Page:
We drove down the Columbia Valley through thick pine and fir woodlands toward the border. It felt very strange not to have my copy of MilePost open on my lap. How did we travel without it before? It has been a wonderful traveling companion and I miss it. We made a last stop at a Real Canadian Superstore to spend the $29 Canadian I had left in the “Canadian money” billfold. Got out of there with 60 cents left over, so I did pretty good.
We crossed the border at Eastgate and it was a breeze. We answered all the questions and the border agent waved us through. Immediately we noticed a change. Instead of sparsely populated woods, there were ranches with wide hay fields all mowed down and baled. And cars! They all of a sudden appeared in every direction and by the time we got to Sandpoint we were in traffic that just got denser as we approached Coeur d’Alene.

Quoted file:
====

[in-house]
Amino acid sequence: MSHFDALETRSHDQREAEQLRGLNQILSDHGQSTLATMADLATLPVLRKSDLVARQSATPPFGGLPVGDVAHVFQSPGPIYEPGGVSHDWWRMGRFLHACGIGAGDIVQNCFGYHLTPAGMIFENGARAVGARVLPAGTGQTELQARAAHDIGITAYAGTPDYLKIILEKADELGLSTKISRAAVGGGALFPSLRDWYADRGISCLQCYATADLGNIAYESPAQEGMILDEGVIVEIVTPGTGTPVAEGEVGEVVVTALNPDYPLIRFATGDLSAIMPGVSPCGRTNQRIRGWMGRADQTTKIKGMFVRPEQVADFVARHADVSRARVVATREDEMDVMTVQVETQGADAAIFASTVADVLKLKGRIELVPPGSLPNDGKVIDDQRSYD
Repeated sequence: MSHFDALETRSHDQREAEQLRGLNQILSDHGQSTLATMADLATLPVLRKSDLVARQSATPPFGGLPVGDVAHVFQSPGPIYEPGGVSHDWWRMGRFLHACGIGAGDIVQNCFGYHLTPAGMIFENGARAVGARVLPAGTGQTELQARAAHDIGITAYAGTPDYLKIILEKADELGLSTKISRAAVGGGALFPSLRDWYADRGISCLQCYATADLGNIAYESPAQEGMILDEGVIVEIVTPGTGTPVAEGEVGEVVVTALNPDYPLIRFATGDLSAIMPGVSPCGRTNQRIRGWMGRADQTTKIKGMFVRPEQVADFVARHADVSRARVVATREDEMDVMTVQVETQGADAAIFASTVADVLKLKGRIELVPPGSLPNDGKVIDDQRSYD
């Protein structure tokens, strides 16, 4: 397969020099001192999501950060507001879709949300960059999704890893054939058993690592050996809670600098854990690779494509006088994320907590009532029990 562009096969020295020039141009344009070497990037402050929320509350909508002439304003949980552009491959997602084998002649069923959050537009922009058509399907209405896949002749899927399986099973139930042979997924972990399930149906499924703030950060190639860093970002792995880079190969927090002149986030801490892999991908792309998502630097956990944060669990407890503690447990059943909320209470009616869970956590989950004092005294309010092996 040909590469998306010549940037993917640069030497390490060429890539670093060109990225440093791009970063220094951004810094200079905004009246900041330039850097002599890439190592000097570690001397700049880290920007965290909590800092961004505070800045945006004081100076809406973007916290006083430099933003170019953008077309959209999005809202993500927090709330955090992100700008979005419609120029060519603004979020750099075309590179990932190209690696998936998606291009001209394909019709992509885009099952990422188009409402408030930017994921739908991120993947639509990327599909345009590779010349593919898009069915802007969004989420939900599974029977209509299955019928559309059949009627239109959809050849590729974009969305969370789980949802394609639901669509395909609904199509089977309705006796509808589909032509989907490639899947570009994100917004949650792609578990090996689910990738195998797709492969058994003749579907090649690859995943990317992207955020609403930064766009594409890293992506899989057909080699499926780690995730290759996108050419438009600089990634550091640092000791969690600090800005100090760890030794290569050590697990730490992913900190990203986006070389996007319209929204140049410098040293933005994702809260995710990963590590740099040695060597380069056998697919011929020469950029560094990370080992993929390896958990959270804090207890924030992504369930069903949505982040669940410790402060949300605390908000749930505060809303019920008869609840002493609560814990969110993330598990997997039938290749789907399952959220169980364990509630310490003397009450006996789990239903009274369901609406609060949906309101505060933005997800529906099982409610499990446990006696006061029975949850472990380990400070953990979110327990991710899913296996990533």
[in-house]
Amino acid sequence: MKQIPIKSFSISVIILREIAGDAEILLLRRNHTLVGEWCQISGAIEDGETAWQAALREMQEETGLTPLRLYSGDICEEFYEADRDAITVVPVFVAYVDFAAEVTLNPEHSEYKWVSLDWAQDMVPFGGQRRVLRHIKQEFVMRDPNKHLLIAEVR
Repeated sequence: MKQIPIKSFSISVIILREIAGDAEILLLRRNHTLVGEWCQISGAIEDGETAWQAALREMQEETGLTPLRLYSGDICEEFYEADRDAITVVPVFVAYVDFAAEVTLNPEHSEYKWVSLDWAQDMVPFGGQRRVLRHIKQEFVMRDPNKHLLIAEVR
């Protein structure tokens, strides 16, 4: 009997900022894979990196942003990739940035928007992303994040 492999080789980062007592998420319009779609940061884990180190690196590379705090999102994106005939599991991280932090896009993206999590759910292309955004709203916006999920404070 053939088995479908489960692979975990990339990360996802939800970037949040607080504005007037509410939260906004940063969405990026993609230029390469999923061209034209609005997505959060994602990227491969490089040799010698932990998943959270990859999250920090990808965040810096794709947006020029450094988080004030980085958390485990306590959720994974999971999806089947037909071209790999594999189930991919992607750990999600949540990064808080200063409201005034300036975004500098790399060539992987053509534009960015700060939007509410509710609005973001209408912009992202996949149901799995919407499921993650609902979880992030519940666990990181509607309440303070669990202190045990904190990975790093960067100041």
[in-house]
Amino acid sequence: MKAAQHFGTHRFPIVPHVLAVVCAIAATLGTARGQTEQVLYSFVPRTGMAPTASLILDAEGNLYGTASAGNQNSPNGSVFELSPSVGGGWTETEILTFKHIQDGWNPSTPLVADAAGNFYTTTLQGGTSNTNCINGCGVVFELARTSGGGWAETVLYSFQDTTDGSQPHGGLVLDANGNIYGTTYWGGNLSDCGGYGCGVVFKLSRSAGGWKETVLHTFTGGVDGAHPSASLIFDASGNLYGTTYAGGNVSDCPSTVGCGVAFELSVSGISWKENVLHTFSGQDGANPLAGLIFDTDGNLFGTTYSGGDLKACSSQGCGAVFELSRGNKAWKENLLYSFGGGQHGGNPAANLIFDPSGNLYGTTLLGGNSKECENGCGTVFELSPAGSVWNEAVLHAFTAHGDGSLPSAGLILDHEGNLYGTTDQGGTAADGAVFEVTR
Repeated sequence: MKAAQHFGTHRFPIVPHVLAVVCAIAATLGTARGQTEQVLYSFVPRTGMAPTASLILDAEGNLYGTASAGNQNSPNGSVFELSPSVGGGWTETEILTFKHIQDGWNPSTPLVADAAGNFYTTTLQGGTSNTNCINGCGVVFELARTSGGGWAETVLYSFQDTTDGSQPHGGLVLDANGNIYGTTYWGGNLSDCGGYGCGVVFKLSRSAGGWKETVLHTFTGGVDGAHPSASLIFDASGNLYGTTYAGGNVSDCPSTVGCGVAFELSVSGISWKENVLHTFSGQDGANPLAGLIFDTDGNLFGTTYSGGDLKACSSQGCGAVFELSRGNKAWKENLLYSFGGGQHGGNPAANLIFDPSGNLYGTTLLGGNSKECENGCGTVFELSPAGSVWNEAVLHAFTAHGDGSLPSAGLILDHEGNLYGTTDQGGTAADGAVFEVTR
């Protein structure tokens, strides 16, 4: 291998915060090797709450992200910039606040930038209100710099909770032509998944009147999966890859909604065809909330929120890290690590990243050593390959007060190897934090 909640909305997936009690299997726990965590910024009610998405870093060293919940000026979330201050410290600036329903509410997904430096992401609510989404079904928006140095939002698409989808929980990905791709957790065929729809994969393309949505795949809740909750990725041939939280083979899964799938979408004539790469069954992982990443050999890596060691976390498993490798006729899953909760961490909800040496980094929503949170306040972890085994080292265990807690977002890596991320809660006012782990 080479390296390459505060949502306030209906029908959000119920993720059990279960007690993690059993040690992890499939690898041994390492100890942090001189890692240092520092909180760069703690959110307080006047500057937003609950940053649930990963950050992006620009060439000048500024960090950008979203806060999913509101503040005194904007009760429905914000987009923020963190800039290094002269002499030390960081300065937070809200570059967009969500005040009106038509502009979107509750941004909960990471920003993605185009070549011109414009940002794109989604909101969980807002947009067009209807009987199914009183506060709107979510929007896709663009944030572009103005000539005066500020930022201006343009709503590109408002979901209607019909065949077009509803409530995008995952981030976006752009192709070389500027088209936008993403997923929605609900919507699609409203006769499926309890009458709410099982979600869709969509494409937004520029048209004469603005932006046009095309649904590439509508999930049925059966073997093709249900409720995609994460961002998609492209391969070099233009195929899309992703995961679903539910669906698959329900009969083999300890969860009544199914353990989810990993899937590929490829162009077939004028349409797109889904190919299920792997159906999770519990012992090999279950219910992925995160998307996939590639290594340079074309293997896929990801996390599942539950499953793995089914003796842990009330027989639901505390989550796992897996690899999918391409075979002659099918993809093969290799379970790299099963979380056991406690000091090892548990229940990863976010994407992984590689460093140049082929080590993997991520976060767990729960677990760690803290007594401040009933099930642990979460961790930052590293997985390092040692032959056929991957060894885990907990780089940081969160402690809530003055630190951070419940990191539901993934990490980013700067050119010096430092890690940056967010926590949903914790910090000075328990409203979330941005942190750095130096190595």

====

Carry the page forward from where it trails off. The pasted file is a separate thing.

Lake Pend Oriele (pronounced Ponderay, which is what they named one of the towns.)
We spent the night at an RV park west of the and instead of the sound of burbling creek or the lapping waves of a lake we were lulled to sleep by the sound of a steady stream of vehicles on the freeway. We aren’t out in the wilds of anywhere any more.